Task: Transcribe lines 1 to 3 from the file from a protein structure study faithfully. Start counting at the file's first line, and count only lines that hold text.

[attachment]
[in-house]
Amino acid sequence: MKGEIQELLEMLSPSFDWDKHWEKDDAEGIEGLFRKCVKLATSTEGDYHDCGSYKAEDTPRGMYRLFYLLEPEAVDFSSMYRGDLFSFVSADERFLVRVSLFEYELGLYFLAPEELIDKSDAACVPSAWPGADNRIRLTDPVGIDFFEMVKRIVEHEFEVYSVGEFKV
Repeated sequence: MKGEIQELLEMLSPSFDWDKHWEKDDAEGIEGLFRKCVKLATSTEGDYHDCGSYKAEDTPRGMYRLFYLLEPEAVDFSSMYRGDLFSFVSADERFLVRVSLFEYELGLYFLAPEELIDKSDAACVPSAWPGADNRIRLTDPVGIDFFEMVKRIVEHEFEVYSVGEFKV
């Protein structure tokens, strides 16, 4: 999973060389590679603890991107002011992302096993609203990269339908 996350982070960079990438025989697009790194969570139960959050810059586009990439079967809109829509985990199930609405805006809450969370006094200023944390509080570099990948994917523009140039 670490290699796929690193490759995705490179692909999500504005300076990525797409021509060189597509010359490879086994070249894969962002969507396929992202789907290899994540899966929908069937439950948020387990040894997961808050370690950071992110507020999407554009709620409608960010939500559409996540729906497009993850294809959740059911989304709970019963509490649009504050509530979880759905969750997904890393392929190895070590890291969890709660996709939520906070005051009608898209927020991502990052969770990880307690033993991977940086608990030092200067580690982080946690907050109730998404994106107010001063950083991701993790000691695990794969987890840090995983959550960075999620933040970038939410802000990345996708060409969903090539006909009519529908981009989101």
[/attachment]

[in-house]
Amino acid sequence: MKGEIQELLEMLSPSFDWDKHWEKDDAEGIEGLFRKCVKLATSTEGDYHDCGSYKAEDTPRGMYRLFYLLEPEAVDFSSMYRGDLFSFVSADERFLVRVSLFEYELGLYFLAPEELIDKSDAACVPSAWPGADNRIRLTDPVGIDFFEMVKRIVEHEFEVYSVGEFKV
Repeated sequence: MKGEIQELLEMLSPSFDWDKHWEKDDAEGIEGLFRKCVKLATSTEGDYHDCGSYKAEDTPRGMYRLFYLLEPEAVDFSSMYRGDLFSFVSADERFLVRVSLFEYELGLYFLAPEELIDKSDAACVPSAWPGADNRIRLTDPVGIDFFEMVKRIVEHEFEVYSVGEFKV